Gender Roles And Their Impact On Society

1841 Words8 Pages
The time we spend in school is a huge part of our lives. Someone could spend anywhere from 13 years to 20+ years in elementary, middle, high, and higher education. Since school is started at such a young age, people are shaped by their teachers and peers in how they act towards another and think about each other. Our teachers, although they don’t mean to, say things that can influence how we think about people or things. With children being so influenced by what the people around them think and do, its important for those things to be good. Early in life, children develop gender identities, and in our culture there are stereotypes that children pick up on because its seen as the “norm”. Males are supposed to be independent and competitive while females are more passive and supportive. Teachers can often impose these stereotypes onto their students, meaning no harm, but in the long run these gender roles can impact their future.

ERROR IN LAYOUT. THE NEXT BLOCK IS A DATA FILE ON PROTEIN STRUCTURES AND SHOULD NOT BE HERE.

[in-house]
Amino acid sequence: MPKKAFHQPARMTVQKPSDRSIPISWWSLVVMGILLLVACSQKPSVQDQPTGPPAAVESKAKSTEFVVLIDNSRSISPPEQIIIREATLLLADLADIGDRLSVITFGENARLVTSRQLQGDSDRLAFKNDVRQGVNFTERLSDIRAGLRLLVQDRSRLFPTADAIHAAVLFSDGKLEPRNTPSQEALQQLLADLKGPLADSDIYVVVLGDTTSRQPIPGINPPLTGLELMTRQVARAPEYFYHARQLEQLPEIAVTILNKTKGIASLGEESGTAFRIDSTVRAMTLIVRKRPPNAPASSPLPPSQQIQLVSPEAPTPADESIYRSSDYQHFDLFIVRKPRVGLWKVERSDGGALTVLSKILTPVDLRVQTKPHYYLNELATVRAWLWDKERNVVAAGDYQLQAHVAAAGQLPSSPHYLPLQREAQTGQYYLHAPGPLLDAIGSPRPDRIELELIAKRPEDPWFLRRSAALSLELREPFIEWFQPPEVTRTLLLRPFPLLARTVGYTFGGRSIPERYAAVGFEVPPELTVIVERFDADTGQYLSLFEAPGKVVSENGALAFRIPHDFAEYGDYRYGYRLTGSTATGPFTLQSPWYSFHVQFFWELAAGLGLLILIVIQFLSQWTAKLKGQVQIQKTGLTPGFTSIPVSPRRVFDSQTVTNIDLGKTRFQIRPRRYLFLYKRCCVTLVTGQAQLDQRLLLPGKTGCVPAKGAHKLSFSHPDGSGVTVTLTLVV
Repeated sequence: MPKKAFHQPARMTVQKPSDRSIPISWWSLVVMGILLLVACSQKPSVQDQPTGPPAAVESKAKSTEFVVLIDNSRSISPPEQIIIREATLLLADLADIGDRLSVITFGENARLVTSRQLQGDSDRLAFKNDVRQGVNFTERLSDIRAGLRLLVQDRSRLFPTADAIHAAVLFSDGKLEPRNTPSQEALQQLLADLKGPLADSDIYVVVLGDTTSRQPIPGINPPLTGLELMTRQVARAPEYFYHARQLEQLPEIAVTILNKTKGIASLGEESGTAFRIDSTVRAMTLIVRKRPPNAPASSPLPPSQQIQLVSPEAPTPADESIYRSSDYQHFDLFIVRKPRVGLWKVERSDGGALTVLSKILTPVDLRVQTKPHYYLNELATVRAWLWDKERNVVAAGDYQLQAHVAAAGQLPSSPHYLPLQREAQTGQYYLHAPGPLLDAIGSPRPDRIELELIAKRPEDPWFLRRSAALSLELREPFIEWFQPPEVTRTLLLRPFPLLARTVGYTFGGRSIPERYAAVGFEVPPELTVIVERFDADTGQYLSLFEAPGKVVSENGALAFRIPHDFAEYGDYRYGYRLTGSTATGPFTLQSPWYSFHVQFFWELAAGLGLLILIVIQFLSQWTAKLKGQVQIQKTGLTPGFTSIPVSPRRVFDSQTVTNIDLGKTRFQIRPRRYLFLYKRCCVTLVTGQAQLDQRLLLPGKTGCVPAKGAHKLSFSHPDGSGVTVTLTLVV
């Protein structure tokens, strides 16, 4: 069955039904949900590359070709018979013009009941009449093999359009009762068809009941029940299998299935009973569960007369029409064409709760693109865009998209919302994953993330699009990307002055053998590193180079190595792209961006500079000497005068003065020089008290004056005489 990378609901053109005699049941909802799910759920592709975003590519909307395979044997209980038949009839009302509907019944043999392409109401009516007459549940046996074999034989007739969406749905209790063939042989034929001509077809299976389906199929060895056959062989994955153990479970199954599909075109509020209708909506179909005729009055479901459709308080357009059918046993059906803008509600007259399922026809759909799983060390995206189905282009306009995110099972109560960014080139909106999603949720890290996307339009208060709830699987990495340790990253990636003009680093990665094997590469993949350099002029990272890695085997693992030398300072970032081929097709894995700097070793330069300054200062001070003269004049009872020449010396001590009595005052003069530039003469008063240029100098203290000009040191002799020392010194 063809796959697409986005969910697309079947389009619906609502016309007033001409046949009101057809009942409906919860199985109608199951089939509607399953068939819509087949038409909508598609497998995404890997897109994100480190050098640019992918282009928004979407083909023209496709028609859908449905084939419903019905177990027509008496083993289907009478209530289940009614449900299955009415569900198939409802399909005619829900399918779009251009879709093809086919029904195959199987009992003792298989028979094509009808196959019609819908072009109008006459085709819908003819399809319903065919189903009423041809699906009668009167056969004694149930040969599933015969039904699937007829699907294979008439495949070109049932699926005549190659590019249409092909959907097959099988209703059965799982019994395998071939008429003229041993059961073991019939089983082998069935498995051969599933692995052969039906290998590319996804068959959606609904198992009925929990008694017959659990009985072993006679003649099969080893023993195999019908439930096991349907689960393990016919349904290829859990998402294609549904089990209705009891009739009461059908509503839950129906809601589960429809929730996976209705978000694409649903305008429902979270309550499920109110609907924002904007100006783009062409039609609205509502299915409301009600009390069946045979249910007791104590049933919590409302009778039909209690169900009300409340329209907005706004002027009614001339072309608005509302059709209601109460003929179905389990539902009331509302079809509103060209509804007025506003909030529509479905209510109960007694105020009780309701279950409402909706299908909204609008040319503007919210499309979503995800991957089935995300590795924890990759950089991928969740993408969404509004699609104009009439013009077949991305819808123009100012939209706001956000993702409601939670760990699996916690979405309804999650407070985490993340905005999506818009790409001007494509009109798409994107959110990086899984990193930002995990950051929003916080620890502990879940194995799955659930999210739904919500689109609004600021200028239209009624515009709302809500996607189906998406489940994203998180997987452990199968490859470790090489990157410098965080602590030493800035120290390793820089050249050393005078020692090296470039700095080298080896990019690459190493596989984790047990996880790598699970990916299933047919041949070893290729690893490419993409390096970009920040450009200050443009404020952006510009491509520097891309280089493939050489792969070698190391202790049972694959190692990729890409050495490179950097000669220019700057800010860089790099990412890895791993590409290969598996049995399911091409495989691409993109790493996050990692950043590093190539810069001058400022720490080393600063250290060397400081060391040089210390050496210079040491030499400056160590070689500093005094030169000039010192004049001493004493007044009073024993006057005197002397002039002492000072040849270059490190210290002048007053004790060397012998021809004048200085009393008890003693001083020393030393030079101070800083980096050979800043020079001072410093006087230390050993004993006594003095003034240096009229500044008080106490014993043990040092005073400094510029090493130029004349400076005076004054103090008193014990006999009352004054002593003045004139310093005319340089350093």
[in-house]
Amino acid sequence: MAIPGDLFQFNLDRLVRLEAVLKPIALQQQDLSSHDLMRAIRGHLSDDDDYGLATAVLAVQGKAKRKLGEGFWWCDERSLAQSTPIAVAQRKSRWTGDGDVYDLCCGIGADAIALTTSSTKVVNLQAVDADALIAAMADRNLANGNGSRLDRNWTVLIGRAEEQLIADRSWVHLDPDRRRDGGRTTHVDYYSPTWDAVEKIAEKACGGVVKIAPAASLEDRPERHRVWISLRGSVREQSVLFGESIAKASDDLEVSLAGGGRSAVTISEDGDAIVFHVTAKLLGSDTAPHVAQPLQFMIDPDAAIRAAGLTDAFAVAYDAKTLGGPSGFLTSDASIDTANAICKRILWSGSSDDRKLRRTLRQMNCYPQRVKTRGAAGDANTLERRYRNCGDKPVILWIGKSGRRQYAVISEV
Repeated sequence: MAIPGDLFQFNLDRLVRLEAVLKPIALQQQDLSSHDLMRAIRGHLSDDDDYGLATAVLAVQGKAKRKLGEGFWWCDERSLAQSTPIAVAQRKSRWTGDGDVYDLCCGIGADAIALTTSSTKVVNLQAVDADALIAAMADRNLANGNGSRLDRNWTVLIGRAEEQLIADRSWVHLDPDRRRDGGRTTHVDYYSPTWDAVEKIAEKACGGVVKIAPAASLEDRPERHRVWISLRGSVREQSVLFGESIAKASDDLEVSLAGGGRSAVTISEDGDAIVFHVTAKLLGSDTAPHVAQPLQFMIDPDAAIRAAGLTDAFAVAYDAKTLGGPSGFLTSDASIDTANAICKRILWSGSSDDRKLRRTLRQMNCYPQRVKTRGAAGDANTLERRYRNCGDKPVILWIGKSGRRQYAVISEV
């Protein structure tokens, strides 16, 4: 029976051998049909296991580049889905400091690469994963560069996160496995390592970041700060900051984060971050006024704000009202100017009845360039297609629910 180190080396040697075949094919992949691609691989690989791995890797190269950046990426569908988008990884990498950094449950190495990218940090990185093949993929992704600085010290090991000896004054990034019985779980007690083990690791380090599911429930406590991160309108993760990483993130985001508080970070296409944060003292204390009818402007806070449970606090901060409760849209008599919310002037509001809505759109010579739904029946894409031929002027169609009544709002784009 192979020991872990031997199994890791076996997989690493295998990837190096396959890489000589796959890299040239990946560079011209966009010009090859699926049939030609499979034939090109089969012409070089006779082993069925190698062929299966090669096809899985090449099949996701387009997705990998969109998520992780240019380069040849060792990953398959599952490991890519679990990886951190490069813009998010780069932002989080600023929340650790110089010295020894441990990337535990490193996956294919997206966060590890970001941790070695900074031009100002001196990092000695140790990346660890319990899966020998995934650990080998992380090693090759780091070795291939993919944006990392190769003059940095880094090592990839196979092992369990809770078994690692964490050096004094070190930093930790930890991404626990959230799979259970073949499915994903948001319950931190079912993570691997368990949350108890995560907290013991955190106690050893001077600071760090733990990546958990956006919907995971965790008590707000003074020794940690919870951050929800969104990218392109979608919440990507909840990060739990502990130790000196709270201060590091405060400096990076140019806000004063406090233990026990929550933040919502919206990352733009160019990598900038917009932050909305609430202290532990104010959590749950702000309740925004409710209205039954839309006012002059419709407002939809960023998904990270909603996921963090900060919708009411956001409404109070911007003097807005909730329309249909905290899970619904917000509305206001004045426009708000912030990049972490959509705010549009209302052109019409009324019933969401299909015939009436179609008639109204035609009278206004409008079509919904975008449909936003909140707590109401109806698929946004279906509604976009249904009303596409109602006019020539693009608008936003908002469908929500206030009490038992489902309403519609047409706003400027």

Kohlberg was one of the first educational theorists to address gender as a learned, cognitive concept. Kohlberg has six stages to his theory, none of which can be skipped. The stage that most applies here is stage three, Interpersonal accord and conforminty. This is the stage where social norms become prevalent to children and they begin to adopt the boy/girl attitude. His thinking was influenced by Piaget, another educational theorist, who portrayed children as active learners who use interactions with their environment to construct an
Get Access